Do you participate every month?

[EDEN] I only participate in November. It’s the original month, and still the month we get the most traffic for, two or three thousand people. The rest of the year we get maybe 400 or 500 people each month.

What have other writers told you they get out of it?

[EDEN] A real sense of satisfaction at having come up with something to say thirty days in a row. Sometimes you have to dig deep to find the will to write something that’s actually worth reading, and not just phone it in or post a YouTube video or something. For most people, one month is enough, but there are several die-hards who go on to post every day for a year or more.

Any tips for keeping going in the middle of the month when the enthusiasm wanes?

[EDEN] Photos. Posting a photo can either be a great writing prompt, because readers will be interested in whatever the story behind it is, or else it can stand by itself as a post and give you the day off. Nothing wrong with that!


Thanks, Eden!

Interesting point about the photos. Who says your Story A Day story couldn’t be a comic strip, a photo essay, a particularly evocative picture?

Four Days Until Story A Day in May – Some Thoughts and Links

So, only four days left until we begin our Story A Day challenge.

Nervous? Thinking about backing out?

Yeah, me too 😉

panicked eye
Don't Panic!

So, only four days left until we begin our Story A Day challenge.

Nervous? Thinking about backing out?   Yeah, me too 😉

Some Things To Expect From Me

Daily Prompts

I’m going to be posting a daily prompt, which you should feel free to use or ignore. The prompt will be on this blog, but you can also

(I think I’ve got most of my bases covered there but if you have somewhere you’d like it to appear, let me know and I’ll look into it.

Articles & Interviews

I’m also going to continue posting articles on the craft of writing.

There might be videos and audio, and you should certainly feel free to post the same kind of things.

I may not post my actual stories every day, but I will be posting a log of my writing at in my personal Story A Day journal.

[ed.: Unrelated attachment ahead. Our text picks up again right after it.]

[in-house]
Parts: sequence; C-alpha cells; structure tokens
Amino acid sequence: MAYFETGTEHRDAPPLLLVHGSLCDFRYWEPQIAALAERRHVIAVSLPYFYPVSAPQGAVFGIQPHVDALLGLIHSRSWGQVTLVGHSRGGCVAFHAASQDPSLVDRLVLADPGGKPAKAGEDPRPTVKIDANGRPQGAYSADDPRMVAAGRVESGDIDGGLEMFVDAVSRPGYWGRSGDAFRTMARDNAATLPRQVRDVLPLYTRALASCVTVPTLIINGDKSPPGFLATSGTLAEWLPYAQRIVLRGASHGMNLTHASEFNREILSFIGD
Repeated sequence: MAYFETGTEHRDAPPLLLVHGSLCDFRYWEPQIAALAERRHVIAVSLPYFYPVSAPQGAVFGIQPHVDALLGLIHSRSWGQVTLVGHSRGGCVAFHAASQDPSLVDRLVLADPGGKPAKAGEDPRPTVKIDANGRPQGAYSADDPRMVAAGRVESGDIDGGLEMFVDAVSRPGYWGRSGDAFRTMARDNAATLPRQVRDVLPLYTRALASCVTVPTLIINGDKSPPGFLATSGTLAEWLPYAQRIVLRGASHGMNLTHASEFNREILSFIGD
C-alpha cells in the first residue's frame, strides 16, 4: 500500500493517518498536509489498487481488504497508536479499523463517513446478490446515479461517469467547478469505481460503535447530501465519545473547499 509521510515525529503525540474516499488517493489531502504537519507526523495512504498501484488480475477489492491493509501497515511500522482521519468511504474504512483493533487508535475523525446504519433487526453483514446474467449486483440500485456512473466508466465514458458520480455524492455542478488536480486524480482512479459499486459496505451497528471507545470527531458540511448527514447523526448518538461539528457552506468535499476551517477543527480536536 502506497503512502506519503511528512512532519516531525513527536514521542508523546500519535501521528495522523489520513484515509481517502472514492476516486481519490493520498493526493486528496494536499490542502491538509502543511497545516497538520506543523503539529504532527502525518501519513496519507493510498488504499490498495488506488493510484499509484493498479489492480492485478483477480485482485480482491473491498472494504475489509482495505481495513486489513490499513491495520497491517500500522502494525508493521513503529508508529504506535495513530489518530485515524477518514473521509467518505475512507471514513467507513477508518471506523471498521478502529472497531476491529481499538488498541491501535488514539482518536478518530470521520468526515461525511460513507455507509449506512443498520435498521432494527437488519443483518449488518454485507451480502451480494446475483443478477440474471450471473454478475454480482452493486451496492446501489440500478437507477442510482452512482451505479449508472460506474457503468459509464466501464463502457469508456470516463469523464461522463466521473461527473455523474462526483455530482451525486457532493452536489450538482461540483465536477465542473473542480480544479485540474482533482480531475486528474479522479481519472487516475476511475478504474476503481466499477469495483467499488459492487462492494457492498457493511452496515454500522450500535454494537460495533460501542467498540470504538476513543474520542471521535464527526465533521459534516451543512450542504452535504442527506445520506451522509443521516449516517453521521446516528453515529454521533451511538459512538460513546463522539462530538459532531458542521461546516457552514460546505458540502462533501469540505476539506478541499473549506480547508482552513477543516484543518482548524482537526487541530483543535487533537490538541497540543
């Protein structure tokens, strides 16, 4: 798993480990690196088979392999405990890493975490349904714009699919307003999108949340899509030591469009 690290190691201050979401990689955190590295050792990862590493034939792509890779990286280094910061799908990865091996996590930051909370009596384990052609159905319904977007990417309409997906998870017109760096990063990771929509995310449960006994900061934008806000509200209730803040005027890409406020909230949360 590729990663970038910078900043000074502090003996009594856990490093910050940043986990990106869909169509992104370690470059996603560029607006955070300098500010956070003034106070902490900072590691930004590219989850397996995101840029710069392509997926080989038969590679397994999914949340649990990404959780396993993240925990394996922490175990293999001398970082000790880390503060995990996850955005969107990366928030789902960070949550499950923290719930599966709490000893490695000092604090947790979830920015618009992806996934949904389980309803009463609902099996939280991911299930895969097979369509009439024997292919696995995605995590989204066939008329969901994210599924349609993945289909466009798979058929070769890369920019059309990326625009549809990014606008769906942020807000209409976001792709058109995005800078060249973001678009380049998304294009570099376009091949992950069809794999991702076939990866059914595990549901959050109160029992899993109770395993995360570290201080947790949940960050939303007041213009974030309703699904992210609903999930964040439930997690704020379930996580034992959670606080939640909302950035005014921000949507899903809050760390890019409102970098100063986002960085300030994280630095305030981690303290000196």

Places You Can Post Your Progress

If you’d like everyone here to know that you have written your story for the day, post about your progress in the Victory Dance group.

You can also post in your personal Story A Day blog or on your own blog, if you have one.

If you need inspiration, check out the posts on this blog, the resources page, and the various Story A day groups.

An Interview With Robert Brewer, Host of WD’s Poem A Day Challenge

Remember: A little something is still more than a lot of nothing.

Robert Brewer, Poetic AsidesRobert Brewer is the Poetic Asides poetry blogger for Writer’s Digest, and is in the midst of hosting April’s Poem A Day Challenge.

He took a few minutes to talk to me about what this particular creative challenge has meant to him and the poets who took part.

What did you expect to get out of the PAD challenge?

Going into the first challenge, I really didn’t know what to expect. I remember telling my wife (before she was my wife) over the phone the night before the first challenge that I didn’t know if anyone would participate–or even who would participate. Luckily, hundreds of poets participated the very first day, and many of the poems were very good.

What did you actually get out of it?

First, I got 30 poems out of it. Second, I developed a relationship with several poets and found myself with a very active community on the Poetic Asides blog. The best part of these challenges is hearing from first-time poets and poets who have not written in months (or years) who found inspiration in the prompts and then went on to continue writing poems beyond the actual challenge. That’s one of the main things I try to accomplish is to enable poets to easily create their own prompts.

Did you get any surprising feedback from other participants?

I did. The quantity and quality of poems posted always surprises me (even now). Beyond that, I was surprised by how the Poetic Asides community developed as a whole and how some participants created their own Poetic Asides critique groups. One poet even created a database to help poets track their and other poets’ poems.

What should people do to prepare for a creativity challenge like this?

Just try to clear some time each day to write. Outside of that, try to keep an open mind each day, because you never know what the next prompt will be (unless you’re psychic). Also, have fun and don’t worry about revision; there’ll be time for that later.

What are your best tips for keeping going when the novelty wears off around the middle of the month?

I believe in breaking big tasks into smaller tasks. So, think of the month in terms of weeks or 4- to 5-day increments of time. Another trick, write shorter if you’re just struggling in the middle–or get silly. Remember: A little something is still more than a lot of nothing.